Kingly Oil Ltd.’s commitment to begin construction this year on its $2.6-billion Aspen oilsands cook up in northern Alberta comes less than a week after it underwent long-awaited approval from the Alberta government.
The speed of the announcement Tuesday jolted observers who have watched Calgary oilsands rivals including Canadian Common Resources Ltd., Cenovus Energy Inc. and MEG Energy Corp. announce production removes to avoid steep discounts currently being paid for Western Canadian Opt for bitumen blend.
Imperial’s project would add 75,000 barrels per day of bitumen in to current output of about 300,000 bpd but won’t start up until 2022, by which nonetheless many analysts predict that new pipelines will ease export bottlenecks and fix up normal pricing levels.
In situ project
On a webcast from Supreme’s investor day in Toronto on Wednesday morning, CEO Rich Kruger said the assemblage’s focus is on in situ oilsands projects which produce bitumen from wells, as contrasted with of open pit mines such as its Kearl project that opened in 2013 and was embellished in 2015.
“Where does Canada fit in? Our view is with the large resource point of departure, with the history of innovation and responsible development, that the highest attribute oilsands can and will be competitive on a global basis, not all oilsands,” he said.
“We see in situ as cause fundamental advantages today over new greenfield mining developments.”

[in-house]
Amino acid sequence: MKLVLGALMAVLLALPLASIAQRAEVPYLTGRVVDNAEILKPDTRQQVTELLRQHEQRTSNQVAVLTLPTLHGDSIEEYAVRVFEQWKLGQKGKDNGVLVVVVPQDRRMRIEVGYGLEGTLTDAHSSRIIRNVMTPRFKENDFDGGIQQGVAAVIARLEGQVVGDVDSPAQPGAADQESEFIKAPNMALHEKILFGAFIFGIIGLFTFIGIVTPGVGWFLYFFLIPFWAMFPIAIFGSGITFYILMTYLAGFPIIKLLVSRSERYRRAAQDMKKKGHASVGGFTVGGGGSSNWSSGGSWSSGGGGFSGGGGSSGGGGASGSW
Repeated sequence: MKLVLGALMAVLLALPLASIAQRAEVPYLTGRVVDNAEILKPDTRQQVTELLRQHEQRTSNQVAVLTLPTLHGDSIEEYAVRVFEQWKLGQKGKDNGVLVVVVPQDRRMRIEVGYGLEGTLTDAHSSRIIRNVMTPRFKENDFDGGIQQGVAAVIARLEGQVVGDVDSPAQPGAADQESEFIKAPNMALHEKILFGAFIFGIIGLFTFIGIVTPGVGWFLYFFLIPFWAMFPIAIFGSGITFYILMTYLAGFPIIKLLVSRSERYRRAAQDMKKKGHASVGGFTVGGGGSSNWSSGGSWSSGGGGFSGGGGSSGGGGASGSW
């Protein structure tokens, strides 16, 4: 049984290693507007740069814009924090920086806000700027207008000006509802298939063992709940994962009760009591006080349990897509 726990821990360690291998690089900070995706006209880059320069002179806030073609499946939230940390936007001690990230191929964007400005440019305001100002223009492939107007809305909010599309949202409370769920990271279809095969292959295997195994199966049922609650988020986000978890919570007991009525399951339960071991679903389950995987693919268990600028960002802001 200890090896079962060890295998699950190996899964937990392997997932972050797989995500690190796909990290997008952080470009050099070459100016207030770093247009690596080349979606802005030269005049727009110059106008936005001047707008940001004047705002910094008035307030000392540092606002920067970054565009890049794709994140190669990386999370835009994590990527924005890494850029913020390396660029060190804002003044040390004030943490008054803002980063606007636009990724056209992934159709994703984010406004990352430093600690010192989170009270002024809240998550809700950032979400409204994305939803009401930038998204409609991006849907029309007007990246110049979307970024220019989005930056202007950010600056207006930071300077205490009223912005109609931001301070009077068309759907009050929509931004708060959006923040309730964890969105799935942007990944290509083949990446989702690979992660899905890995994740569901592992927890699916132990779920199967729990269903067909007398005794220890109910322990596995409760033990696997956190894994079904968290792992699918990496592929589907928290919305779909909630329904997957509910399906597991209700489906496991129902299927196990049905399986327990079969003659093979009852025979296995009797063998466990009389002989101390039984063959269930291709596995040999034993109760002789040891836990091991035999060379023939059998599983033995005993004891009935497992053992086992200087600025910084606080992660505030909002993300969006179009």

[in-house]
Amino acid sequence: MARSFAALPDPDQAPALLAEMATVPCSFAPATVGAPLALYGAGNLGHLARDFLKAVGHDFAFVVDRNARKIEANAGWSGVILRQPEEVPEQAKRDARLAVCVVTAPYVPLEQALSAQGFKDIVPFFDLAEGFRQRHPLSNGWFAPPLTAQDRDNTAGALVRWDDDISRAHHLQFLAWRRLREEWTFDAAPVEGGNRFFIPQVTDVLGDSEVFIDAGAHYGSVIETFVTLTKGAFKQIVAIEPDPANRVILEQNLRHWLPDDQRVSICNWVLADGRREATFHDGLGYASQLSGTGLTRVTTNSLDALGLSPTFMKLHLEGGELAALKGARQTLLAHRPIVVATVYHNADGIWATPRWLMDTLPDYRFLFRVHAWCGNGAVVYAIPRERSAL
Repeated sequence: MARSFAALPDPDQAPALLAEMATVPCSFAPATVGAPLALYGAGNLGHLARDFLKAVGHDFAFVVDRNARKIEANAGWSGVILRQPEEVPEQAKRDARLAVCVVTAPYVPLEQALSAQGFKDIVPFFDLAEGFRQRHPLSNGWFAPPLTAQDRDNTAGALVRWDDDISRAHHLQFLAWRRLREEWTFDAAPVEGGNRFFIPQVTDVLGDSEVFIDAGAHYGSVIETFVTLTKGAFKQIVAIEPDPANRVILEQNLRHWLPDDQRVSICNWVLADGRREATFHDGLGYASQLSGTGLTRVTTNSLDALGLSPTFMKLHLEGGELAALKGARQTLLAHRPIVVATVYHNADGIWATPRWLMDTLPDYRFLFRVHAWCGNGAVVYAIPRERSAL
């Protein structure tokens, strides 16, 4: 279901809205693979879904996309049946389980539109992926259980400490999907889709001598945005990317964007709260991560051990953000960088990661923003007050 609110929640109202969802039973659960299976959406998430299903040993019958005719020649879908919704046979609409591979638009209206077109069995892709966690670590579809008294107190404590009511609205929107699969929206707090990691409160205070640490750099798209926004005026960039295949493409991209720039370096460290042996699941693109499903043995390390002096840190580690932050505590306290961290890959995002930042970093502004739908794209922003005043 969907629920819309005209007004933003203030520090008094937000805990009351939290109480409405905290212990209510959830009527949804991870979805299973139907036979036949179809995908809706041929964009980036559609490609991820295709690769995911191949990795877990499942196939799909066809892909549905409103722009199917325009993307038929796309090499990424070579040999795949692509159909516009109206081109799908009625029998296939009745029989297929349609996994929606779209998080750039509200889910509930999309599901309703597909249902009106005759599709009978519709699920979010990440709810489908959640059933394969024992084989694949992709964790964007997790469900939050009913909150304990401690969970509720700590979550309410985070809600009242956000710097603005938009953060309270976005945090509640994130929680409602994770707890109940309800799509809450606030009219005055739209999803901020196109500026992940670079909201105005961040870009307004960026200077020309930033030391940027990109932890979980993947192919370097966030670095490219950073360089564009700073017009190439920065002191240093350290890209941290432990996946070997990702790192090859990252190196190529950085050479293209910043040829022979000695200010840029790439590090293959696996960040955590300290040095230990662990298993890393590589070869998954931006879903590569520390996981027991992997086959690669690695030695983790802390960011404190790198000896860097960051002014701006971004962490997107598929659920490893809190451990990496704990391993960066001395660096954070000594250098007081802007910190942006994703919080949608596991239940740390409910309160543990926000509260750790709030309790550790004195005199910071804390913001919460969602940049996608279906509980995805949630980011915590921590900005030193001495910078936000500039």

Regal decided to go ahead with construction during a slow time in the oilsands because it anticipates less competition will save money on labour and component expenditures, said Theresa Redburn, senior vice-president of commercial and corporate situation.
Reduced costs and emissions
The project is being designed to add solvents along with steam into prone wells to melt the heavy sticky bitumen, a technology tested in a seven-year steersman project, Redburn said.
Imperial expects to save about 25 per cent in smashing costs per barrel and reduce greenhouse gas emissions and water use intensity by in the same amount compared with traditional in situ projects that use steam by oneself.
In a report, analysts at Tudor Pickering & Holt questioned the project’s payment of about $35,000 per barrel per day versus previous company estimates that the undiminished 150,000-bpd project could be built for $27,000 per flowing barrel.
It verbalized the cash-rich company can afford to ramp up spending next year and silence buy back $2 billion worth of its shares.
Battle with regulator
The work up’s approval process has been a bone of contention with Kruger, who has squawked it was taking too long to win approval from the Alberta Energy Regulator since claim was first made in 2013.
The AER, however, says the review period was prolonged due to substitutions to Imperial’s application, with the latest version submitted in May 2017, and Earliest Nation consultation adequacy requirements.
The Aspen project is expected to manufacture about 700 jobs during peak construction and more than 200 employments during operations.
Enbridge Inc.’s Line 3 replacement oil pipeline cast is expected to be in service in late 2019 and one or both of TransCanada Corp.’s Foundation XL pipeline or the federal government’s Trans Mountain expansion are expected to be in worship army a year or so later.
Meanwhile, crude-by-rail exports from Canada arise to a record 230,000 barrels per day in August. Imperial has signalled it will expansion rail use to 170,000 bpd in the first quarter of 2019, up from an average of fro 80,000 bpd over the summer.